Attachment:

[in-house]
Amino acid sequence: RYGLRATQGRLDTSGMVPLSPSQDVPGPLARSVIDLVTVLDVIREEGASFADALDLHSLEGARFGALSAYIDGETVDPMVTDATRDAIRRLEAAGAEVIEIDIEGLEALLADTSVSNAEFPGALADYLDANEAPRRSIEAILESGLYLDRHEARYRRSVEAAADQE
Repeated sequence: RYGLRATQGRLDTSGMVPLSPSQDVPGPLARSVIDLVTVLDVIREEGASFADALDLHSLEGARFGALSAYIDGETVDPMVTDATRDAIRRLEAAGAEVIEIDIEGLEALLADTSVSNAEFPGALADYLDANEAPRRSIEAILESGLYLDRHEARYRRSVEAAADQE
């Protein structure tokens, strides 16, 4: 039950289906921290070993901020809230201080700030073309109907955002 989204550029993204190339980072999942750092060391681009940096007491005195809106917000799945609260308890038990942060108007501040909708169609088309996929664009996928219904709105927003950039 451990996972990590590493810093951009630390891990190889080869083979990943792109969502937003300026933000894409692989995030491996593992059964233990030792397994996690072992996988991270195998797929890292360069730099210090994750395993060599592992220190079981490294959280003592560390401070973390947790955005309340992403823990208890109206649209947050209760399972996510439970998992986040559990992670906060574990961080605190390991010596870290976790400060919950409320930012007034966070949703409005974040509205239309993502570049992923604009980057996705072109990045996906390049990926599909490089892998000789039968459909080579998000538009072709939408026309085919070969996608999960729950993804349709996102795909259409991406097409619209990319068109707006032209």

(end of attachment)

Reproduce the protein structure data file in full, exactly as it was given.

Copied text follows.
[in-house]
Amino acid sequence: RYGLRATQGRLDTSGMVPLSPSQDVPGPLARSVIDLVTVLDVIREEGASFADALDLHSLEGARFGALSAYIDGETVDPMVTDATRDAIRRLEAAGAEVIEIDIEGLEALLADTSVSNAEFPGALADYLDANEAPRRSIEAILESGLYLDRHEARYRRSVEAAADQE
Repeated sequence: RYGLRATQGRLDTSGMVPLSPSQDVPGPLARSVIDLVTVLDVIREEGASFADALDLHSLEGARFGALSAYIDGETVDPMVTDATRDAIRRLEAAGAEVIEIDIEGLEALLADTSVSNAEFPGALADYLDANEAPRRSIEAILESGLYLDRHEARYRRSVEAAADQE
């Protein structure tokens, strides 16, 4: 039950289906921290070993901020809230201080700030073309109907955002 989204550029993204190339980072999942750092060391681009940096007491005195809106917000799945609260308890038990942060108007501040909708169609088309996929664009996928219904709105927003950039 451990996972990590590493810093951009630390891990190889080869083979990943792109969502937003300026933000894409692989995030491996593992059964233990030792397994996690072992996988991270195998797929890292360069730099210090994750395993060599592992220190079981490294959280003592560390401070973390947790955005309340992403823990208890109206649209947050209760399972996510439970998992986040559990992670906060574990961080605190390991010596870290976790400060919950409320930012007034966070949703409005974040509205239309993502570049992923604009980057996705072109990045996906390049990926599909490089892998000789039968459909080579998000538009072709939408026309085919070969996608999960729950993804349709996102795909259409991406097409619209990319068109707006032209």